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Dark Sky Movement

The dark-sky movement is a campaign to reduce light pollution. The advantages of reducing light pollution include an increased number of stars visible at night, reducing the effects of electric lighting on the environment, improving the well-being, health and safety of people and wildlife, and cutting down on energy usage. Earth Hour and National Dark-Sky Week are two examples of such efforts.


The movement started with professional and amateur astronomers alarmed that nocturnal skyglow from urban areas was blotting out the sight of stars. For example, the world-famous Palomar Observatory in California is threatened by sky-glow from the nearby city of Escondido and local businesses. For similar reasons, astronomers in Arizona helped push the governor there to veto a bill in 2012 which would have lifted a ban on illuminated billboards.


Nocturnal animals can be harmed by light pollution because they are biologically evolved to be dependent on an environment with a certain number of hours of uninterrupted daytime and nighttime. The over-illumination of the night sky is affecting these organisms (especially birds). Light pollution has also been found to affect human circadian rhythms.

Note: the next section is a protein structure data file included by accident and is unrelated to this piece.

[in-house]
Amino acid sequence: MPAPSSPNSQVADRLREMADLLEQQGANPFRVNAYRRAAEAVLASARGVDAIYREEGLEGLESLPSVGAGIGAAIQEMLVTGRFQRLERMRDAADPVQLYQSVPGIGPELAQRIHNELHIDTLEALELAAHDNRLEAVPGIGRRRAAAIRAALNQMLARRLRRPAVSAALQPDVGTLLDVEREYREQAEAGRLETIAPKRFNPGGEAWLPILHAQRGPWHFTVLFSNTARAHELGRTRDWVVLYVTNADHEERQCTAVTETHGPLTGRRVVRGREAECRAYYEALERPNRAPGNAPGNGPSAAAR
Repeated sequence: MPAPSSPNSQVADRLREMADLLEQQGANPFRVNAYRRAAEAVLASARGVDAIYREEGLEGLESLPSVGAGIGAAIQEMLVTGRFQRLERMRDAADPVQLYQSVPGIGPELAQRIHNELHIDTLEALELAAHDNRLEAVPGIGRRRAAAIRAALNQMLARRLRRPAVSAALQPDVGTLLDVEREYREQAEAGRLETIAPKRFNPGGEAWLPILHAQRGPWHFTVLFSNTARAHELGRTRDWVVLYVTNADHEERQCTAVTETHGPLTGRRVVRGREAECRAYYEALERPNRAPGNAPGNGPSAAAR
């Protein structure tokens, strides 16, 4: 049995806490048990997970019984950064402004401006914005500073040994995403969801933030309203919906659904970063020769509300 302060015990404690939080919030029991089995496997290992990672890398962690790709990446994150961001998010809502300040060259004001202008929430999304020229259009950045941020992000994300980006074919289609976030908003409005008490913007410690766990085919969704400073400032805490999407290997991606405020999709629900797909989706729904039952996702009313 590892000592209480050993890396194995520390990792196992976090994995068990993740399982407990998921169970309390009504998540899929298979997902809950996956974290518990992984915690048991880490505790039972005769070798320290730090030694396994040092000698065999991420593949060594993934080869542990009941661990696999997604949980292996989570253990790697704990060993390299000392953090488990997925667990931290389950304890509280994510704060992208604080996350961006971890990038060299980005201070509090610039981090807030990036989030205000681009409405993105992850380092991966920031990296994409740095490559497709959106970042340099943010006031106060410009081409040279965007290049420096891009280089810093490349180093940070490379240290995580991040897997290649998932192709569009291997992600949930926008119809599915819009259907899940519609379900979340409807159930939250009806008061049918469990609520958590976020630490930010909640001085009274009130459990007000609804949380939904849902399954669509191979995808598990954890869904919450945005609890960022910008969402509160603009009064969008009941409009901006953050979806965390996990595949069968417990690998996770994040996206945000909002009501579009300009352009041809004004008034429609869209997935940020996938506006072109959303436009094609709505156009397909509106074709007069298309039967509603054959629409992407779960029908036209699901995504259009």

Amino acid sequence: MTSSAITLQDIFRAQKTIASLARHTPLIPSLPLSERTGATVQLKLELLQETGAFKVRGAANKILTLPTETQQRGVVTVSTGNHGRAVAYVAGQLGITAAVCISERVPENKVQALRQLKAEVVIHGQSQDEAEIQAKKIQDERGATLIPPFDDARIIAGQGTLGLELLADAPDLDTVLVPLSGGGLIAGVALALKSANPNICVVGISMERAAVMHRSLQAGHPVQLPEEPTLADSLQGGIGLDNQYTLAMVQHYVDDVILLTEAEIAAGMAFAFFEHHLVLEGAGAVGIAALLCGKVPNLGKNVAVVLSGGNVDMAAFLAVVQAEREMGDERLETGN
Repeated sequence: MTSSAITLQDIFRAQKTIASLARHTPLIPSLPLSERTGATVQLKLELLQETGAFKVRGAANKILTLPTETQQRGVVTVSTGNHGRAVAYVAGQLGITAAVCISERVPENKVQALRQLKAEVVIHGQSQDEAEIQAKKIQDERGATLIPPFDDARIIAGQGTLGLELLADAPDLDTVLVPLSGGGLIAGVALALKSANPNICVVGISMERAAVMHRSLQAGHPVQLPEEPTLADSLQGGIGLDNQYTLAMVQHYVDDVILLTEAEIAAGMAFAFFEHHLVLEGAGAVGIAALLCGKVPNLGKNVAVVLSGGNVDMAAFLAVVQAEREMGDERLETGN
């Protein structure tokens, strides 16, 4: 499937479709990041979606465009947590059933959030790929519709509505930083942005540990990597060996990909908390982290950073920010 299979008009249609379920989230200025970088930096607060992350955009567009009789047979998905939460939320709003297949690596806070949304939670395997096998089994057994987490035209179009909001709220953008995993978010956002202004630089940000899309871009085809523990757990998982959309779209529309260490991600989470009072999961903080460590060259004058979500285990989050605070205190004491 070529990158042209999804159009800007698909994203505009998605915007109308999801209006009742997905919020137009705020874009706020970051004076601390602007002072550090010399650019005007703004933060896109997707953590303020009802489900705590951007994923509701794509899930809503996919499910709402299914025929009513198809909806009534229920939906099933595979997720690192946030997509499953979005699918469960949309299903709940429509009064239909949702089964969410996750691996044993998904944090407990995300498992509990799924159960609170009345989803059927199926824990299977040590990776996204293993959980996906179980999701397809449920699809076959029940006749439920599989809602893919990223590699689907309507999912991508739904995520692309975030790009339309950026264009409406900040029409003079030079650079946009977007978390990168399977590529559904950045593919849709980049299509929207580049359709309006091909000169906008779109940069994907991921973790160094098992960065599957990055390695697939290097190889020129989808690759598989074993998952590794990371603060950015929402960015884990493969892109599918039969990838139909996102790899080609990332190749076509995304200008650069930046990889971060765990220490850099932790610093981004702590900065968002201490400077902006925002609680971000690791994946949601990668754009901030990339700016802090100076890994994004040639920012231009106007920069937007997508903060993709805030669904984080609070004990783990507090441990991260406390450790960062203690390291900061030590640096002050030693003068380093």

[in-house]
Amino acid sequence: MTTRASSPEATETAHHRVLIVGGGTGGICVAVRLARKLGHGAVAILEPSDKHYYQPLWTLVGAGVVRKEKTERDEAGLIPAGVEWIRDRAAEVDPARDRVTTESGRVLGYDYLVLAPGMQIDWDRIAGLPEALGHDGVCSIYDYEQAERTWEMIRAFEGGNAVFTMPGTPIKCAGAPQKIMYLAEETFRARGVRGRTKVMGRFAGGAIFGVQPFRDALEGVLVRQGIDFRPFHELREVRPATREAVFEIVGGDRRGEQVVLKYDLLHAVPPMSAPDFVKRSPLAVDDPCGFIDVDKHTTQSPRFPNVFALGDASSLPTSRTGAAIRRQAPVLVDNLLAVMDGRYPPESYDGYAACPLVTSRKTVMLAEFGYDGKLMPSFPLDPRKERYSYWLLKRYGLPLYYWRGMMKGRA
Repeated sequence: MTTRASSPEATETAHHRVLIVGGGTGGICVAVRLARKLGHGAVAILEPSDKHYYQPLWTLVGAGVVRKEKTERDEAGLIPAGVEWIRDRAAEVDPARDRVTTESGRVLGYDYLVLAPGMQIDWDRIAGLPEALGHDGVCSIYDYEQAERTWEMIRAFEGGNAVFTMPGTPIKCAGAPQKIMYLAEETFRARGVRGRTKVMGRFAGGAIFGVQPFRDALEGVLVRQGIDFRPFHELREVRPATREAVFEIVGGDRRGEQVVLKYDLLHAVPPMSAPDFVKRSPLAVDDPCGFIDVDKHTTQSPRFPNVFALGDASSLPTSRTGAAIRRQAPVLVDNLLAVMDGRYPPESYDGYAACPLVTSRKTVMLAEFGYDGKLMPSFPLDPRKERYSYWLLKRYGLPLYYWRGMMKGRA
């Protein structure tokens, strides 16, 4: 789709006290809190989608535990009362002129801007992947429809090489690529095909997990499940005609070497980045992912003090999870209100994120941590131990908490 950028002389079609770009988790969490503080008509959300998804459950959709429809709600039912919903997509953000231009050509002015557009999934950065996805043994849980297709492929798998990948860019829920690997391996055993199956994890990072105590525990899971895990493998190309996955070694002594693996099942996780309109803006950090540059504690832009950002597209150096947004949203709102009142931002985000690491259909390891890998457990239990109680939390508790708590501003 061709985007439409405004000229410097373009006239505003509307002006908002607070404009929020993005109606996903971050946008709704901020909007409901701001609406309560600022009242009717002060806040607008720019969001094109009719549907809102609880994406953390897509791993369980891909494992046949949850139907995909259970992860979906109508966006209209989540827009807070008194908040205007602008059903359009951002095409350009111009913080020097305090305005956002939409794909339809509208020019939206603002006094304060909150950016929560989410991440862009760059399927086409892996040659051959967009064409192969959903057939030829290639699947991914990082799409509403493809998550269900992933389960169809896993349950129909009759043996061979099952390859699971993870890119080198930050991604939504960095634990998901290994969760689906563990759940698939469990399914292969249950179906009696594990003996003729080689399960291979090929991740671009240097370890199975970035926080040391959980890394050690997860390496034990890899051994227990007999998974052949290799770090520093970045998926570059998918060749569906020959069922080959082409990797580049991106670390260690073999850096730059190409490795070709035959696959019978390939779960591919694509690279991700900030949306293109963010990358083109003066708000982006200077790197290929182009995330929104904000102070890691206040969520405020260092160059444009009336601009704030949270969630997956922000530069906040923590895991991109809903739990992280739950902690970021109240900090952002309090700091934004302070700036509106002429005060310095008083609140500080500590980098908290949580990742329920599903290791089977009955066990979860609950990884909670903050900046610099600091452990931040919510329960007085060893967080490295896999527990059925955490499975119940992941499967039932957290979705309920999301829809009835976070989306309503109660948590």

The dark-sky movement encourages the use of full-cutoff fixtures that cast little or no light upward in public areas and generally to encourage communities to adopt lighting regulations.

Dark Sky Lighting

Dark-sky lighting is a concept important to the dark-sky movement, as it minimizes light pollution. The concept was started in the 1950s by the city of Flagstaff, Arizona. Flagstaff is a city of over 70,000 people, but because of its effectively controlled lighting, the skies are dark enough to see the Milky Way, and the light dome over the city viewed from some distance has been measured as less than 10% as bright as that over a similarly-sized city (Cheyenne, Wyoming) that has not sought to protect its night skies. Lights should be shielded on the top and sides so light doesn't go up to the sky and only used when needed (use motion detectors and only the wattage necessary). To minimize the visual brightness of skyglow and reduce glare and most other biological impacts, amber-colored lighting is critical (such as formerly high- and low-pressure sodium, or now amber LED). The International Dark-Sky Association certifies fixtures as dark sky friendly, and these will have the IDA Fixture Seal of Approval.

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